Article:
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I am using QextSerialPort on Windows to enable my Qt/C++ application to read and write from/to the serial port.

I want to read bytes from the serial port only when there are bytes to read.

First, I tried connecting the QextSerialPort::readyRead() signal to a slot in my main class, but I noticed that the application hangs.

Then I tried using QextSerialPort::read(char *, uint64), which returns the amount of bytes read, and thereafter I made another unsuccesful attempt combining QextSerialPort::bytesAvailable() and QextSerialPort::read(char *, uint64) to see if that would help my application not to block.

However, the application always blocks and has to be killed, since it does not respond to any mouse or keyboard events. I pressume that the application freezes because the read routine blocks.

Is there a way to perform non-blocking reading with QextSerialPort?

If not, what library should I use to have non-blocking reading capabilities from serial port on Windows?

UPDATE: I have tried using QextSerialPort::atEnd() to check whether there are bytes to read instead of using QextSerialPort::bytesAvailable() or QextSerialPort::size() and it always returns false.

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1 Answer 1

Reads should be non-blocking, unless you have set the Query mode to polling

    inline QueryMode queryMode() const { return _queryMode; }

     * Set desired serial communication handling style. You may choose from polling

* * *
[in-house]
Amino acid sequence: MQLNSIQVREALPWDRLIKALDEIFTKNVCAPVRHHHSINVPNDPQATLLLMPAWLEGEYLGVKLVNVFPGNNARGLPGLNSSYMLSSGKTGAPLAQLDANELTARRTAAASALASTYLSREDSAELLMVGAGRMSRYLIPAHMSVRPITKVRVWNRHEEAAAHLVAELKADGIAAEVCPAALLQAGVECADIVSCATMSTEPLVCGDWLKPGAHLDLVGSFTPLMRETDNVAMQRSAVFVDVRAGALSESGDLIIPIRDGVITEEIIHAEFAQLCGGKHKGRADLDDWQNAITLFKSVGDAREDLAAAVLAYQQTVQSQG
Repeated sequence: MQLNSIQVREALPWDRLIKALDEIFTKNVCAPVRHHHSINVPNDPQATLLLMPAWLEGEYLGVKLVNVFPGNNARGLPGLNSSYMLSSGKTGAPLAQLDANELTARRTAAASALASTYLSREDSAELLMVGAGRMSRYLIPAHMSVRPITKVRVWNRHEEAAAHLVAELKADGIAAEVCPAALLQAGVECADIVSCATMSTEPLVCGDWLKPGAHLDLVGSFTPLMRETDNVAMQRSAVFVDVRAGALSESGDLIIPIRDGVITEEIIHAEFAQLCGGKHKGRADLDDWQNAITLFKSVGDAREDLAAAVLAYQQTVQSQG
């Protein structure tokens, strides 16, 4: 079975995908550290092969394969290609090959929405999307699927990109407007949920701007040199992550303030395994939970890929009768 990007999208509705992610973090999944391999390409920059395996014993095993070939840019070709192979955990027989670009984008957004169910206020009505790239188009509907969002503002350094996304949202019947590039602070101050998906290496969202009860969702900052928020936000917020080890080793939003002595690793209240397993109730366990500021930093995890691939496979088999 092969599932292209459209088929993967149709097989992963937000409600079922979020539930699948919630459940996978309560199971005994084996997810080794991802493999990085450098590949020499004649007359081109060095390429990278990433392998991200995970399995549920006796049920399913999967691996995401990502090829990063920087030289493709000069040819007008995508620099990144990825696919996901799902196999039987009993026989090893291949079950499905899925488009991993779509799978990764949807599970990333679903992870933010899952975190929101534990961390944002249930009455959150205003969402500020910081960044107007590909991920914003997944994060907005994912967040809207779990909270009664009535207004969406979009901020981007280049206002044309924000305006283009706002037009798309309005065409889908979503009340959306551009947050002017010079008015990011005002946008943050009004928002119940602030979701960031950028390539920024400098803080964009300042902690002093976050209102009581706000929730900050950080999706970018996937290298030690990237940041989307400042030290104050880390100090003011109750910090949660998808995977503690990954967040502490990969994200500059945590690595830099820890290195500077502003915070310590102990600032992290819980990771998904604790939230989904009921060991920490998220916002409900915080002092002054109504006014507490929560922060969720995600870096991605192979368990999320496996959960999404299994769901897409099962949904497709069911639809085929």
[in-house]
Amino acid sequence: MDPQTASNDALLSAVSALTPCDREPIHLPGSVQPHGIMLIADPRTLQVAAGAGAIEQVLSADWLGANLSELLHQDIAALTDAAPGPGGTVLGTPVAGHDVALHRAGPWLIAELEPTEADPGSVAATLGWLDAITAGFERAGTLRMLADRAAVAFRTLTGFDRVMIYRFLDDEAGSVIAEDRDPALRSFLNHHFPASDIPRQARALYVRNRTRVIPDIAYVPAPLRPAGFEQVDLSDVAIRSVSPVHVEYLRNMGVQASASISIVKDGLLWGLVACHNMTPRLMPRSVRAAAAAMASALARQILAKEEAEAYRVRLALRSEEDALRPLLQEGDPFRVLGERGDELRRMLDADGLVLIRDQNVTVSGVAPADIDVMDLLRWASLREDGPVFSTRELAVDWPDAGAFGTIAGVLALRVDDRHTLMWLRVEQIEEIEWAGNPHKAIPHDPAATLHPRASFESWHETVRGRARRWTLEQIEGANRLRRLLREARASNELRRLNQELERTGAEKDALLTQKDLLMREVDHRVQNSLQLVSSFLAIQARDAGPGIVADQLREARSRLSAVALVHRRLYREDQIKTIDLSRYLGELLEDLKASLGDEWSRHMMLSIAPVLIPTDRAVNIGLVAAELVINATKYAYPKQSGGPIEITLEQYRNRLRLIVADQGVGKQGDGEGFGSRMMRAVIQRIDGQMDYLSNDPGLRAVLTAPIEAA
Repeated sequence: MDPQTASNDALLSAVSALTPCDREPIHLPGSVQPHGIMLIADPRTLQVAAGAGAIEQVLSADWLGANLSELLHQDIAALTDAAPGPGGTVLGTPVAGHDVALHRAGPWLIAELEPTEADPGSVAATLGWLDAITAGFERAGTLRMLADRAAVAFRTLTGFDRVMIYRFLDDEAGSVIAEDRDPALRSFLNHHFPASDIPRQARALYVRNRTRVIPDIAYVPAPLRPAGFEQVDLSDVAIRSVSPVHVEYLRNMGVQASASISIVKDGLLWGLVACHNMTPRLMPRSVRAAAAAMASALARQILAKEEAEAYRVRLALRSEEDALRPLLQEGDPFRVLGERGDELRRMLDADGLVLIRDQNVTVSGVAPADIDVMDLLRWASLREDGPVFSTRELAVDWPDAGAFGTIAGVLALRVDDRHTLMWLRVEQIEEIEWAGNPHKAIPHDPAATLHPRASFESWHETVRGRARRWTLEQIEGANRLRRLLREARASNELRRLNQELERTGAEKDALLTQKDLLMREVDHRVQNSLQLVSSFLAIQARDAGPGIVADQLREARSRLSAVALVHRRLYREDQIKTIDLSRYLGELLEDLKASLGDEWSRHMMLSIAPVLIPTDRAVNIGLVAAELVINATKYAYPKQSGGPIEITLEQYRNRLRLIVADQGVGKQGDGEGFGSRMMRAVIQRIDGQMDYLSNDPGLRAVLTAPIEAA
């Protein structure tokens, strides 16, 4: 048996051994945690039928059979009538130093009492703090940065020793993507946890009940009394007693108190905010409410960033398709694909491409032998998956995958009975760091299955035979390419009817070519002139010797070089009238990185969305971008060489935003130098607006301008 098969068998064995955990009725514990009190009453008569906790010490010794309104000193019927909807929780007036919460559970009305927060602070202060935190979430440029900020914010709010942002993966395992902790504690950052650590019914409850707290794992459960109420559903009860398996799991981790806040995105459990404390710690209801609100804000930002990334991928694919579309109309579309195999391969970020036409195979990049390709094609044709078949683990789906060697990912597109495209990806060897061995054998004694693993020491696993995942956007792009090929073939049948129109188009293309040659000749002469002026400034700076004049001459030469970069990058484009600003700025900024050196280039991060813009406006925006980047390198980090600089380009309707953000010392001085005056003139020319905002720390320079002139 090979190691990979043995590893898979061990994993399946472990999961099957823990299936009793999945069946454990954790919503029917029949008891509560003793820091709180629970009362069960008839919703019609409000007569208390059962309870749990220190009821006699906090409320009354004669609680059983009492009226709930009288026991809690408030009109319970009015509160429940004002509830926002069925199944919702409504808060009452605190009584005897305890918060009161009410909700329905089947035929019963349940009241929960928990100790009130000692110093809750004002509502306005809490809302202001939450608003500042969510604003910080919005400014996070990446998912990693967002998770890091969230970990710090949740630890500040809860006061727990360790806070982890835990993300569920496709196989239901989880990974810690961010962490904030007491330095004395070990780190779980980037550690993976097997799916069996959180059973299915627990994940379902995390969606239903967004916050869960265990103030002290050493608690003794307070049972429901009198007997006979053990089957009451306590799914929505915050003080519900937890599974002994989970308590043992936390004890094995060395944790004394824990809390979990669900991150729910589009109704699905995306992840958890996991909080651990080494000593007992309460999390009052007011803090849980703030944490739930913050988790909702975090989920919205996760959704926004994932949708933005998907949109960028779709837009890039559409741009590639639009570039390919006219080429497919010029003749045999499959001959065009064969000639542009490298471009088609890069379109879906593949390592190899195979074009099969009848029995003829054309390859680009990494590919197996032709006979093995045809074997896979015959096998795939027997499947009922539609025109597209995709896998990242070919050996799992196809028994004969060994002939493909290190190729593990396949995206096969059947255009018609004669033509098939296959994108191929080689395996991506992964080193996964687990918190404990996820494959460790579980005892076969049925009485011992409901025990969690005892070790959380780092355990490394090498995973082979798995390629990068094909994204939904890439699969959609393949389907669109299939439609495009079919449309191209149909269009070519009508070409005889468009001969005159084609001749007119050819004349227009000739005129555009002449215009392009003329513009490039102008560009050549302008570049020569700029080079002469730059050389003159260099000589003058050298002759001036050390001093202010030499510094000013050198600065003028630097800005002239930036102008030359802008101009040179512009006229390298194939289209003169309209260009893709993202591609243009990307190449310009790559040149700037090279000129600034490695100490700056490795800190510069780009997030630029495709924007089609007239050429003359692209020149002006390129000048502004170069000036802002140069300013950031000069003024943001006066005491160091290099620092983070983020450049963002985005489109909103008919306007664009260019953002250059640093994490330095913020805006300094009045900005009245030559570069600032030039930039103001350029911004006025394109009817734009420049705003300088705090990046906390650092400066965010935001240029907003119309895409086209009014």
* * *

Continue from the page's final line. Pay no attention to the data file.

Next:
* or event driven approach. This function does nothing when port is open; to
     * apply changes port must be reopened.
     * In event driven approach read() and write() functions are acting
     * asynchronously. They return immediately and the operation is performed in
     * the background, so they doesn't freeze the calling thread.
     * To determine when operation is finished, QextSerialPort runs separate thread
     * and monitors serial port events. Whenever the event occurs, adequate signal
     * is emitted.
     * When polling is set, read() and write() are acting synchronously. Signals are
     * not working in this mode and some functions may not be available. The advantage
     * of polling is that it generates less overhead due to lack of signals emissions
     * and it doesn't start separate thread to monitor events.
     * Generally event driven approach is more capable and friendly, although some
     * applications may need as low overhead as possible and then polling comes.
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I am afraid I cannot find that function anywhere. However, I have not set the query mode to polling (unless I am not aware of having done so). I have not been able to use queryMode() either. – Genba Mar 22 '11 at 18:37
Event driven is the default (set in ctor). Are you using the new version ? – Martin Beckett Mar 22 '11 at 19:05
I was using version 1.1 from I have already managed to solve the issue with blocking I/O. I have just downloaded the source code from Google Code using Mercurial, but I still have a problem with the character encoding. I shall ask another question for that. – Genba Mar 30 '11 at 9:05

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